I don't think the age of the flagships are past. We have yet to see the best. I'd imagine the S3 Leica might be a path Canon will take next, of increasing the sensor size. The other possibility would be a new midrange enthusiast's camera with Foveon like sensor and no need for Bayer interpolation.

Thousands of professionals will immediately buy the D3X if it can be at all justified. It's a wonderful feeling to have the latest and the best to go on your best lenses! If it can get them more orders and help deliver the work they want, the choice will be even better. Doctors, dentists and lawyers will always go for the "best" and that's not yet Sony. No baloney!

Asher
__________________
Follow us on Twitter at @opfweb

Our purpose is getting to an impressive photograph. So we encourage browsing and then feedback. Consider a link to your galleries annotated, C&C welcomed. Images posted within OPF are assumed to be for Comment & Critique, unless otherwise designated.
Reply With Quote
  #2  
Old December 3rd, 2008, 06:37 PM
Asher Kelman Asher Kelman is online now
OPF Owner/Editor-in-Chief
 
Join Date: Apr 2006
Posts: 32,753
Default

Well, Nikonians,

What do you think? Where will the new Nikon camera be in your wish/must have list?

Asher
__________________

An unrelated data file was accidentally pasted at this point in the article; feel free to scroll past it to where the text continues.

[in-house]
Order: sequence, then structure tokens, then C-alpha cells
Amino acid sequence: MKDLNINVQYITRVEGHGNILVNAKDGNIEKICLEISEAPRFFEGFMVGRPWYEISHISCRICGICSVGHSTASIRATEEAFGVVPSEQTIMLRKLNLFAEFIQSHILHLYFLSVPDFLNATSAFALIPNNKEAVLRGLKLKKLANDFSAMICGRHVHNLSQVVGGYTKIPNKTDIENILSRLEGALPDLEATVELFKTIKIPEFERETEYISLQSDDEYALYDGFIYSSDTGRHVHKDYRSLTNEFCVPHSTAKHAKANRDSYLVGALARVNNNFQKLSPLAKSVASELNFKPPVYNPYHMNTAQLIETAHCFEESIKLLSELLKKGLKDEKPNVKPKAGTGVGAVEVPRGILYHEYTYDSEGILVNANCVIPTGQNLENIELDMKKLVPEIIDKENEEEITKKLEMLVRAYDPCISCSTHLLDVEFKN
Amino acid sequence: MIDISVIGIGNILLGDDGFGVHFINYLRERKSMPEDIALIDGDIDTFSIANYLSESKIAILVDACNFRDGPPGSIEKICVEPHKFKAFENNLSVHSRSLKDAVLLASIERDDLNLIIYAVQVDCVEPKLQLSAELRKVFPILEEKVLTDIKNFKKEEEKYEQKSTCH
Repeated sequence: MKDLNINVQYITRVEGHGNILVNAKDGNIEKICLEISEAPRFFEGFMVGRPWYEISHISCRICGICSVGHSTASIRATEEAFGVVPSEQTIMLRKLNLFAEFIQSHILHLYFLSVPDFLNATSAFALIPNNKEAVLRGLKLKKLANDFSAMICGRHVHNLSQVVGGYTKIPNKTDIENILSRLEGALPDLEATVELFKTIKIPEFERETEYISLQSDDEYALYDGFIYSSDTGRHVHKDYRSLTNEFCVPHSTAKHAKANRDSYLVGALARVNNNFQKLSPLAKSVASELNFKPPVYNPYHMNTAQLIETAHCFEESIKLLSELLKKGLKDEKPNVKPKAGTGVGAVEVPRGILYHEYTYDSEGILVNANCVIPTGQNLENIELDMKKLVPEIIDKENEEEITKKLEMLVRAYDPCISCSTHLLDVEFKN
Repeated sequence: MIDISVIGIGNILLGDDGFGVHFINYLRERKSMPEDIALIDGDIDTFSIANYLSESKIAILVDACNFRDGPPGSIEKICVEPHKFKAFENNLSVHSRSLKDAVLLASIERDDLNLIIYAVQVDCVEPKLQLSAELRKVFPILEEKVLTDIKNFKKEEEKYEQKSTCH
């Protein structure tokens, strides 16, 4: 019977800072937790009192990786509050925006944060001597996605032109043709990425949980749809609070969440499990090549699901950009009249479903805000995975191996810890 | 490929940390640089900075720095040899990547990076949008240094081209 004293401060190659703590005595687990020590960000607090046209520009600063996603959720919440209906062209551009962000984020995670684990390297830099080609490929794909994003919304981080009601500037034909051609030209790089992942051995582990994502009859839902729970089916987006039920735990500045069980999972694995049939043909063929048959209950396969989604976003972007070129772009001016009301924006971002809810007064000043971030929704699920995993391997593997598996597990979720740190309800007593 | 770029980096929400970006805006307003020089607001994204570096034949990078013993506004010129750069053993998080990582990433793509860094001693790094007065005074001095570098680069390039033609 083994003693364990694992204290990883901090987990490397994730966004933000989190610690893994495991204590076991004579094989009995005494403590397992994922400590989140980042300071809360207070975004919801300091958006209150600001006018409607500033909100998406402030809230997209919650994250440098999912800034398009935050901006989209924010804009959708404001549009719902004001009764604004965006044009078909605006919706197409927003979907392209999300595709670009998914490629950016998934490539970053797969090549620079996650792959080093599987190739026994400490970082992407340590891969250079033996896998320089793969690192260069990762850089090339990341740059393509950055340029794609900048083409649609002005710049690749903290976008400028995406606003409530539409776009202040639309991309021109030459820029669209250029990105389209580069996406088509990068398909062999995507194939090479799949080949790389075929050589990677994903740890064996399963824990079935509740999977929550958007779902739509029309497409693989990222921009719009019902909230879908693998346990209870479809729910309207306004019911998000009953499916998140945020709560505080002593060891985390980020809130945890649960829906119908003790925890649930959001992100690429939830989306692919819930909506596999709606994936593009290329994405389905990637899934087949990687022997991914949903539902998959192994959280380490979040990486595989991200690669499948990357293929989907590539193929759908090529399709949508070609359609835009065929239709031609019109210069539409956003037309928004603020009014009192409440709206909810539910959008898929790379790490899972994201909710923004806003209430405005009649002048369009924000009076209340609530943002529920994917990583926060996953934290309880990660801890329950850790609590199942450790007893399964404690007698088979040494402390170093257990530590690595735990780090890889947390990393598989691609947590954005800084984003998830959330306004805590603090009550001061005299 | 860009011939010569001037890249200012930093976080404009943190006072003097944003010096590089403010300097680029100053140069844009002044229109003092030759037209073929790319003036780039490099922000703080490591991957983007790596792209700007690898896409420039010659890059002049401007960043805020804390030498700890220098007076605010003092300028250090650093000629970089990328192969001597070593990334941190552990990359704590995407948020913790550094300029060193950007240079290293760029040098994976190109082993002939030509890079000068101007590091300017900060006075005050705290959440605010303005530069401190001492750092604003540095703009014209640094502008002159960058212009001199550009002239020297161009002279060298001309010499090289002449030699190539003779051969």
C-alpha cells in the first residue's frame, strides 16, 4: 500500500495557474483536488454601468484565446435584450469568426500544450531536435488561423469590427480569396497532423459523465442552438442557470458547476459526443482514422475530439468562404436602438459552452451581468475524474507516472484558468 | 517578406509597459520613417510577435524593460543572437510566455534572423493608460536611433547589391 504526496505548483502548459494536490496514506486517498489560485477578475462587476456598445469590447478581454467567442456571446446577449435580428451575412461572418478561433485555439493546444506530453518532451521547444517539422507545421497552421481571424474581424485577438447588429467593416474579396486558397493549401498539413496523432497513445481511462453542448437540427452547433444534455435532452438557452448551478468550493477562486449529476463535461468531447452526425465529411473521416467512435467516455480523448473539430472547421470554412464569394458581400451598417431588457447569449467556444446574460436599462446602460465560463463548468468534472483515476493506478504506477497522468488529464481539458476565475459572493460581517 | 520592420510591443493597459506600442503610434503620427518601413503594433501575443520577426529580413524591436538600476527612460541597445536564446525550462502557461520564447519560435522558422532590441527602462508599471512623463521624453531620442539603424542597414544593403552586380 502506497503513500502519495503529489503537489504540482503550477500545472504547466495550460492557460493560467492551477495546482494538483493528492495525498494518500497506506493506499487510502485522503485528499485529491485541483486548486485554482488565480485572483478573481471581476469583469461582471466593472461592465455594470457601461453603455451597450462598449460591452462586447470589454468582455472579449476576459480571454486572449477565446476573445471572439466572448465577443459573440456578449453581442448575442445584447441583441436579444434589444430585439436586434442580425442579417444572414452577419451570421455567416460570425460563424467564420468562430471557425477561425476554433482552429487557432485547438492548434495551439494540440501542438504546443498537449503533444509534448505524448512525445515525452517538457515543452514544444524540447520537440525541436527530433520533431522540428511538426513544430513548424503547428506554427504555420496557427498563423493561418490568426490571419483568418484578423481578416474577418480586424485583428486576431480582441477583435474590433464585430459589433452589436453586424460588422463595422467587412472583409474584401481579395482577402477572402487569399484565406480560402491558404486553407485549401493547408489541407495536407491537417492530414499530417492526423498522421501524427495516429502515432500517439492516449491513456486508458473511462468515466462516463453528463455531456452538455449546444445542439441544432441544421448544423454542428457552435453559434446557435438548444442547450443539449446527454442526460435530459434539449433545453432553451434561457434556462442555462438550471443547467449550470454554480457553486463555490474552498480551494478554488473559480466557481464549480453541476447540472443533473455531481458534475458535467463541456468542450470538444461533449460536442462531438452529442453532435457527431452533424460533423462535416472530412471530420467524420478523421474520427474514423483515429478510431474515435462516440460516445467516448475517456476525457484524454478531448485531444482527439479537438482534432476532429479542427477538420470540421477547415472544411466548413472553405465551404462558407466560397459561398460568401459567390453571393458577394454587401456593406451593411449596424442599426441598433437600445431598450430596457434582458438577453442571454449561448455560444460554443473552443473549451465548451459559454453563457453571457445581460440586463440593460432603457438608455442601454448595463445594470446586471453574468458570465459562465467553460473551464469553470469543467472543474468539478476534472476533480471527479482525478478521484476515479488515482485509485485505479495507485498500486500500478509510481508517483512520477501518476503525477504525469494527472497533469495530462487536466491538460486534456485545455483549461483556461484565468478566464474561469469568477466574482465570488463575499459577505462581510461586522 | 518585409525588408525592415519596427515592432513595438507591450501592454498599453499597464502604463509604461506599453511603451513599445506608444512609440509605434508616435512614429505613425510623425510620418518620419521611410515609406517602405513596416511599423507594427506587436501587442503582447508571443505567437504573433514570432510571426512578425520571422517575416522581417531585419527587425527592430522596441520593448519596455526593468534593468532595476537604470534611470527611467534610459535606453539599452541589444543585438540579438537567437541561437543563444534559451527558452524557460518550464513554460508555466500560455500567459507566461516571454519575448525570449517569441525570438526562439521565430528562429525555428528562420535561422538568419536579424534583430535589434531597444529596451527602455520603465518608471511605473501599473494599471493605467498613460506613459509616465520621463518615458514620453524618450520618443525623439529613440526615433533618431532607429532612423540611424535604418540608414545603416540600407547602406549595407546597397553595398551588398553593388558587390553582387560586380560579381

Follow us on Twitter at @opfweb

Our purpose is getting to an impressive photograph. So we encourage browsing and then feedback. Consider a link to your galleries annotated, C&C welcomed. Images posted within OPF are assumed to be for Comment & Critique, unless otherwise designated.
Reply With Quote
  #3  
Old December 3rd, 2008, 07:06 PM
Joel Schochet Joel Schochet is offline
Member
 
Join Date: May 2006
Posts: 36
Default

OK; I'll step in here.

I don't think the proper comparison is D3x to A900 because the bodies are so different. So I'll comment on the comparison of the D3x to the 1DsIII and to the D3.

First, the D3x has the same "recommended" price as the 1DsIII and that appears to be the only basis for Nikon pegging it there. Not many 1DsIII's have been sold because of the high price, and Canon could live with that when it was #1 in DSLR sales. Nikon took that away and Canon presented the 5DII as a lower-cost, high-MP alternative. But does Nikon, the new leader in DSLR sales, want to travel the "exorbitantly-priced flagship" route in this economy? They should not, especially since DSLR sales were forecast to decrease even before the present economic woes. Nikon should try to reinforce its lead in DSLR sales, and could have done so with a $5K D3x. Just because Canon has priced the 1DsIII at such a high price is no reason for Nikon to do so. "Two wrongs do not make a right."